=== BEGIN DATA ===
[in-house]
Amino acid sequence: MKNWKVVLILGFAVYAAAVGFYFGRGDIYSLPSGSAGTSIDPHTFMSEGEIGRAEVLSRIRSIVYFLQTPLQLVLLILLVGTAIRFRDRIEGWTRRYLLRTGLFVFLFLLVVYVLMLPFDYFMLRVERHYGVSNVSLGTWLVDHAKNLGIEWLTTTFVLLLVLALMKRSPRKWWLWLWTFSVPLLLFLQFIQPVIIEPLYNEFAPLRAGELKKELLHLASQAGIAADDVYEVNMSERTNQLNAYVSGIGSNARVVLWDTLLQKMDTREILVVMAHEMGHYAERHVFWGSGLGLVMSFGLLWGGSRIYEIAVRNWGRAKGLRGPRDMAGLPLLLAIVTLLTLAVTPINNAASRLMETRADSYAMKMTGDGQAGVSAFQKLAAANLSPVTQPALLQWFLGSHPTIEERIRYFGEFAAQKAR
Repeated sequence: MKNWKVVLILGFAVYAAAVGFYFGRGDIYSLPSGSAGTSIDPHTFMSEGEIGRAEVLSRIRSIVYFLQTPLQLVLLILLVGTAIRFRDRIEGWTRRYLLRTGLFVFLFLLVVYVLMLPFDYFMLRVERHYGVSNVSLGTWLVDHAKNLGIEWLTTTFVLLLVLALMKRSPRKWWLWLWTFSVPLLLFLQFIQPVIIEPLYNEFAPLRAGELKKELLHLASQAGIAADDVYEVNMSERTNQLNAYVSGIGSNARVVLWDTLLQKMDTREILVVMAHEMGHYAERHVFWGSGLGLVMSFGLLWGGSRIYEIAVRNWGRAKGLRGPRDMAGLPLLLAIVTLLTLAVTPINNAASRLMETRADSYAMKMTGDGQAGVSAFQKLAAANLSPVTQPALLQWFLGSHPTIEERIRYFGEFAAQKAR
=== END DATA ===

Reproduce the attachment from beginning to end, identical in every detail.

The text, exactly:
[in-house]
Amino acid sequence: MKNWKVVLILGFAVYAAAVGFYFGRGDIYSLPSGSAGTSIDPHTFMSEGEIGRAEVLSRIRSIVYFLQTPLQLVLLILLVGTAIRFRDRIEGWTRRYLLRTGLFVFLFLLVVYVLMLPFDYFMLRVERHYGVSNVSLGTWLVDHAKNLGIEWLTTTFVLLLVLALMKRSPRKWWLWLWTFSVPLLLFLQFIQPVIIEPLYNEFAPLRAGELKKELLHLASQAGIAADDVYEVNMSERTNQLNAYVSGIGSNARVVLWDTLLQKMDTREILVVMAHEMGHYAERHVFWGSGLGLVMSFGLLWGGSRIYEIAVRNWGRAKGLRGPRDMAGLPLLLAIVTLLTLAVTPINNAASRLMETRADSYAMKMTGDGQAGVSAFQKLAAANLSPVTQPALLQWFLGSHPTIEERIRYFGEFAAQKAR
Repeated sequence: MKNWKVVLILGFAVYAAAVGFYFGRGDIYSLPSGSAGTSIDPHTFMSEGEIGRAEVLSRIRSIVYFLQTPLQLVLLILLVGTAIRFRDRIEGWTRRYLLRTGLFVFLFLLVVYVLMLPFDYFMLRVERHYGVSNVSLGTWLVDHAKNLGIEWLTTTFVLLLVLALMKRSPRKWWLWLWTFSVPLLLFLQFIQPVIIEPLYNEFAPLRAGELKKELLHLASQAGIAADDVYEVNMSERTNQLNAYVSGIGSNARVVLWDTLLQKMDTREILVVMAHEMGHYAERHVFWGSGLGLVMSFGLLWGGSRIYEIAVRNWGRAKGLRGPRDMAGLPLLLAIVTLLTLAVTPINNAASRLMETRADSYAMKMTGDGQAGVSAFQKLAAANLSPVTQPALLQWFLGSHPTIEERIRYFGEFAAQKAR